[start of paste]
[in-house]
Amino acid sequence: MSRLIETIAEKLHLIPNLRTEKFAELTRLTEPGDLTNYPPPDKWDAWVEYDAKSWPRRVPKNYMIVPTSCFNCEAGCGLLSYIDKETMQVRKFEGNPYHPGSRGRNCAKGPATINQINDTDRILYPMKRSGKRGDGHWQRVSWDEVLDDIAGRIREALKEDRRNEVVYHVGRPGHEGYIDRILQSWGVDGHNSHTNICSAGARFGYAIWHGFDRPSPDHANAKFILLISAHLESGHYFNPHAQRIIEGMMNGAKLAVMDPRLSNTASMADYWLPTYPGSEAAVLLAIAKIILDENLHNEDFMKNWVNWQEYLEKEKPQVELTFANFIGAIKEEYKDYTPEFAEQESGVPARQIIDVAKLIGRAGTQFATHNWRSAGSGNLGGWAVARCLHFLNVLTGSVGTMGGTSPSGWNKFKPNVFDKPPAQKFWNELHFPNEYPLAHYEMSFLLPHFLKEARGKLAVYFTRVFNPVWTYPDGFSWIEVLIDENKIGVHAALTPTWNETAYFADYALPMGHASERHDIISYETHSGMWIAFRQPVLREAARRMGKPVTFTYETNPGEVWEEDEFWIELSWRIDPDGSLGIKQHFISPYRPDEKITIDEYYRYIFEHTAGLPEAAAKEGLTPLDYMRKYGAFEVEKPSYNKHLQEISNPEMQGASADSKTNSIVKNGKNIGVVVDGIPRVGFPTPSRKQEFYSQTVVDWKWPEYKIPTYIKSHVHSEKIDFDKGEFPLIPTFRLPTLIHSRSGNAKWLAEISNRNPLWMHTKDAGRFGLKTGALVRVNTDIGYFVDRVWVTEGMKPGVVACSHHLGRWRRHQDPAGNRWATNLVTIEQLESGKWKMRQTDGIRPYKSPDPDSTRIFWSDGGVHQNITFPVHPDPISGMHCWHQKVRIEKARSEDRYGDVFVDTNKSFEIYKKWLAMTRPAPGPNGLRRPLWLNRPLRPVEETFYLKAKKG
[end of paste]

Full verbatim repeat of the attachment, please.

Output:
[in-house]
Amino acid sequence: MSRLIETIAEKLHLIPNLRTEKFAELTRLTEPGDLTNYPPPDKWDAWVEYDAKSWPRRVPKNYMIVPTSCFNCEAGCGLLSYIDKETMQVRKFEGNPYHPGSRGRNCAKGPATINQINDTDRILYPMKRSGKRGDGHWQRVSWDEVLDDIAGRIREALKEDRRNEVVYHVGRPGHEGYIDRILQSWGVDGHNSHTNICSAGARFGYAIWHGFDRPSPDHANAKFILLISAHLESGHYFNPHAQRIIEGMMNGAKLAVMDPRLSNTASMADYWLPTYPGSEAAVLLAIAKIILDENLHNEDFMKNWVNWQEYLEKEKPQVELTFANFIGAIKEEYKDYTPEFAEQESGVPARQIIDVAKLIGRAGTQFATHNWRSAGSGNLGGWAVARCLHFLNVLTGSVGTMGGTSPSGWNKFKPNVFDKPPAQKFWNELHFPNEYPLAHYEMSFLLPHFLKEARGKLAVYFTRVFNPVWTYPDGFSWIEVLIDENKIGVHAALTPTWNETAYFADYALPMGHASERHDIISYETHSGMWIAFRQPVLREAARRMGKPVTFTYETNPGEVWEEDEFWIELSWRIDPDGSLGIKQHFISPYRPDEKITIDEYYRYIFEHTAGLPEAAAKEGLTPLDYMRKYGAFEVEKPSYNKHLQEISNPEMQGASADSKTNSIVKNGKNIGVVVDGIPRVGFPTPSRKQEFYSQTVVDWKWPEYKIPTYIKSHVHSEKIDFDKGEFPLIPTFRLPTLIHSRSGNAKWLAEISNRNPLWMHTKDAGRFGLKTGALVRVNTDIGYFVDRVWVTEGMKPGVVACSHHLGRWRRHQDPAGNRWATNLVTIEQLESGKWKMRQTDGIRPYKSPDPDSTRIFWSDGGVHQNITFPVHPDPISGMHCWHQKVRIEKARSEDRYGDVFVDTNKSFEIYKKWLAMTRPAPGPNGLRRPLWLNRPLRPVEETFYLKAKKG